Catwoman is a fictional character created by Bill Finger and Bob Kane who appears in American comic books published by DC Comics in association with superhero Batman. The character made her debut as "the Cat" in Batman #1, her real name is Selina Kyle, she is Batman's most enduring love interest and is known for her complex love-hate relationship with him. Catwoman is a Gotham City burglar who wears a tight, one-piece outfit and uses a bullwhip for a weapon, she was characterized as a supervillain and adversary of Batman, but she has been featured in a series since the 1990s which portrays her as an antiheroine doing the wrong things for the right reasons. The character thrived since her earliest appearances, but she took an extended hiatus from September 1954 to November 1966 due to the developing Comics Code Authority in 1954; these issues involved the rules regarding the development and portrayal of female characters that were in violation of the Comics Code, a code, no longer in use. In the comics, Holly Robinson and Eiko Hasigawa have both adopted the Catwoman identity, apart from Selina Kyle.
Catwoman has been featured in many media adaptations related to Batman. Actresses Julie Newmar, Lee Meriwether, Eartha Kitt introduced her to a large audience on the 1960s Batman television series and the 1966 Batman film. Michelle Pfeiffer portrayed the character in 1992's Batman Returns. Halle Berry starred in 2004's Catwoman. Anne Hathaway portrayed Selina Kyle in the 2012 film The Dark Knight Rises. A young version of Kyle was played by Camren Bicondova on the 2014 television series Gotham although Lili Simmons portrayed an older Kyle in the series finale. Zoë Kravitz will portray the character in the 2021 film The Batman. Catwoman was ranked 11th on IGN's list of the "Top 100 Comic Book Villains of All Time", 51st on Wizard magazine's "100 Greatest Villains of All Time" list. Conversely, she was ranked 20th on IGN's "Top 100 Comic Book Heroes of All Time" list. Batman co-creator Bob Kane was a great movie fan and his love for film provided the impetus for several Batman characters, among them, Catwoman.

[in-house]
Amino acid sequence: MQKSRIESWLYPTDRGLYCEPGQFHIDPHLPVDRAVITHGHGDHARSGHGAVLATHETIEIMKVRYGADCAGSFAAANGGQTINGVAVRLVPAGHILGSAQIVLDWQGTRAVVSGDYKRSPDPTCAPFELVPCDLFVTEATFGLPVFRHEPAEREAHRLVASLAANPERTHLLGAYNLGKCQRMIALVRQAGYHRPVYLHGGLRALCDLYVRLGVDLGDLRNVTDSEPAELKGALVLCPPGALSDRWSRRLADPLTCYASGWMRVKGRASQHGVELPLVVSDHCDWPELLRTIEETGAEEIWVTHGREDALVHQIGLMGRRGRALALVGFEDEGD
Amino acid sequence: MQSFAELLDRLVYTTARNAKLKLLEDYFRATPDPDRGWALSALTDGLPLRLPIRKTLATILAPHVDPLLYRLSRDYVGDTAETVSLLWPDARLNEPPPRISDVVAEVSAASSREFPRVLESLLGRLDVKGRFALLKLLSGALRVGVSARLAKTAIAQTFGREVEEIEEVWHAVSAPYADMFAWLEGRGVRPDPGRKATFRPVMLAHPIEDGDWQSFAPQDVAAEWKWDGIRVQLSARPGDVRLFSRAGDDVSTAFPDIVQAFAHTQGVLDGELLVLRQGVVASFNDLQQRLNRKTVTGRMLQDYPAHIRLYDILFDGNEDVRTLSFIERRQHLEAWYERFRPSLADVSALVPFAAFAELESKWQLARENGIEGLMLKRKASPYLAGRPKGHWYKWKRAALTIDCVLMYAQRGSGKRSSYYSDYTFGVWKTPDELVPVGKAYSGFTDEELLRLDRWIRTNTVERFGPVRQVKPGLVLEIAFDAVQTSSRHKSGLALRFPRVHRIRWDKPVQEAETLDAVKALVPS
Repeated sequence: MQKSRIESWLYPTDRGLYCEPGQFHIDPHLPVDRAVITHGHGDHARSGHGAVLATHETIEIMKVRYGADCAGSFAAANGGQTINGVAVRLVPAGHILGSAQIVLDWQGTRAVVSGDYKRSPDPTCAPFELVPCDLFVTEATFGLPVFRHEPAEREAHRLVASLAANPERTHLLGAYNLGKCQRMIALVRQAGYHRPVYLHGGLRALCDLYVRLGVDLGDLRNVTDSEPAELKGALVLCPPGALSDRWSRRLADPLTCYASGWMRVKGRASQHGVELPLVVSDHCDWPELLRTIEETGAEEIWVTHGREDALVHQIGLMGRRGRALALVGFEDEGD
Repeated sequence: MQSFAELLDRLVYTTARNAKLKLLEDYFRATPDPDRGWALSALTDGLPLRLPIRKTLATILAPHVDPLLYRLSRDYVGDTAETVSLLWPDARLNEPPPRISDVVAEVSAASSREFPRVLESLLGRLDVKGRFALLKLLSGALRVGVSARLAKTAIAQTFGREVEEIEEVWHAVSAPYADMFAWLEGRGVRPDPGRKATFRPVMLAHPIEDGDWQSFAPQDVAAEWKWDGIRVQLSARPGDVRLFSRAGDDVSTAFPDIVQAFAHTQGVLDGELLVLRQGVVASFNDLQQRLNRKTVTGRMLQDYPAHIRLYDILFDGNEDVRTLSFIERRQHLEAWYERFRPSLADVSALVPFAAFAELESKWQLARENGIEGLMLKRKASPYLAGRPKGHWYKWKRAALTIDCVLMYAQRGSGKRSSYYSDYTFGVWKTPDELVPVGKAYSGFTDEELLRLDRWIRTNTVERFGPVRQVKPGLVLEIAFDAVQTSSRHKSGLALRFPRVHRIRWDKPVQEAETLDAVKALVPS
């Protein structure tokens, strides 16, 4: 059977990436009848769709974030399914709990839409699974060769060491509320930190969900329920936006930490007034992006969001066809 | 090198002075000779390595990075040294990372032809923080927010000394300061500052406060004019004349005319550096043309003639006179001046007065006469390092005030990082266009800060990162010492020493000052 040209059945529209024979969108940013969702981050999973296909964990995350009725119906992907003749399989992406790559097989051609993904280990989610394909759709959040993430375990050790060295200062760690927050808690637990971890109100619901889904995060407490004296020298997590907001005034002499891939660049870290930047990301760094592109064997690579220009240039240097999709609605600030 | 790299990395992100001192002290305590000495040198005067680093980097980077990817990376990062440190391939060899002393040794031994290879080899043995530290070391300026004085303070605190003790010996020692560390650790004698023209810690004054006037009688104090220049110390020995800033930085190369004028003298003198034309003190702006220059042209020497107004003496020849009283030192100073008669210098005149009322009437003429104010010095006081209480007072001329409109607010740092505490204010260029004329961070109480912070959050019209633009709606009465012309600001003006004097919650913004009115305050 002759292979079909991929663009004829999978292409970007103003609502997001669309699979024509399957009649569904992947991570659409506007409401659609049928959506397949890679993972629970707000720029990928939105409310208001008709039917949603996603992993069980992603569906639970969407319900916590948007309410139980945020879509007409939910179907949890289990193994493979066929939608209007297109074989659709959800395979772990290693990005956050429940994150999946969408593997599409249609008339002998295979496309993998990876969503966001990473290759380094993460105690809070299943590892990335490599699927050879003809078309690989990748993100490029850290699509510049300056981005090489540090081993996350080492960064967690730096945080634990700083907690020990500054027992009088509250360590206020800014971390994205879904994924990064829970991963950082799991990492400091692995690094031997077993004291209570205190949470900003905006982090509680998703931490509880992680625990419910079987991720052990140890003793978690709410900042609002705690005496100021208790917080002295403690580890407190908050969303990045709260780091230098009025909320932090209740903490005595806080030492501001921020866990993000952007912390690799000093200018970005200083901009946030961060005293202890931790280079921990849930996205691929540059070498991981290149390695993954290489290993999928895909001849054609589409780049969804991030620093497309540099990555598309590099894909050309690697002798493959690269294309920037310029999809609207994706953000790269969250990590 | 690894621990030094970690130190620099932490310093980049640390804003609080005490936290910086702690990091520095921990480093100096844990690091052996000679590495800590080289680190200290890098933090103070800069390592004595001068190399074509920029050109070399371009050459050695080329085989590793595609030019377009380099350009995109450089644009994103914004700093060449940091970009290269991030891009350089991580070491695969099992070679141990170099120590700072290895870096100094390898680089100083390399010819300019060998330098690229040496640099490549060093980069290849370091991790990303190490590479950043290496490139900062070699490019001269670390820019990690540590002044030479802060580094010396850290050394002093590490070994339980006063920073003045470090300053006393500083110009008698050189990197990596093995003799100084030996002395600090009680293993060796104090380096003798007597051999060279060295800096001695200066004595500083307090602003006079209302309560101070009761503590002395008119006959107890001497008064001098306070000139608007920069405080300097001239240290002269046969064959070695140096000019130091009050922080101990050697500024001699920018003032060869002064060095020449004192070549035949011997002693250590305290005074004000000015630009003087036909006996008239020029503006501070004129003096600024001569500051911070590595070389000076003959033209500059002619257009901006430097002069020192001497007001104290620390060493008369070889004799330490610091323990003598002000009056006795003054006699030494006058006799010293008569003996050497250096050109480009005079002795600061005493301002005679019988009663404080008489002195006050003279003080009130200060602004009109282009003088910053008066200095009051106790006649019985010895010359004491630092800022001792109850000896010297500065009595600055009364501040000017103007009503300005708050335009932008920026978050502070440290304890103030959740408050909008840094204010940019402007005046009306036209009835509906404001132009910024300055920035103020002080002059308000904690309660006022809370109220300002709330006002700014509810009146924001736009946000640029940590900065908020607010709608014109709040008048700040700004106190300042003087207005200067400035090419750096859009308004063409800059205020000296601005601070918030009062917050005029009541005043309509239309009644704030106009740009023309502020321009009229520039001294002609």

Kane's inspiration for Catwoman was drawn from multiple sources to include actresses Jean Harlow, Hedy Lamarr, his cousin, Ruth Steele. Kane and Finger wanted to give their comic book sex appeal, as well as a character who could appeal to female readers. Catwoman was meant to be a love interest and to engage Batman in a chess game, with him trying to reform her. At the same time, this character was meant to be different from other Batman villains like the Joker in that she was never a killer or evil; as for using cat imagery with the character, Kane stated that he and Finger saw cats as "kind of the antithesis of bats". Catwoman called "the Cat", first appeared in Batman #1 as a mysterious burglar and jewel thief, revealed at the end of the story to be a young, attractive woman, having disguised herself as an old woman during the story and been hired to commit a burglary. Although she does not wear her iconic cat-suit, the story establishes her core personality as a femme fatale who both antagonizes and attracts Batman.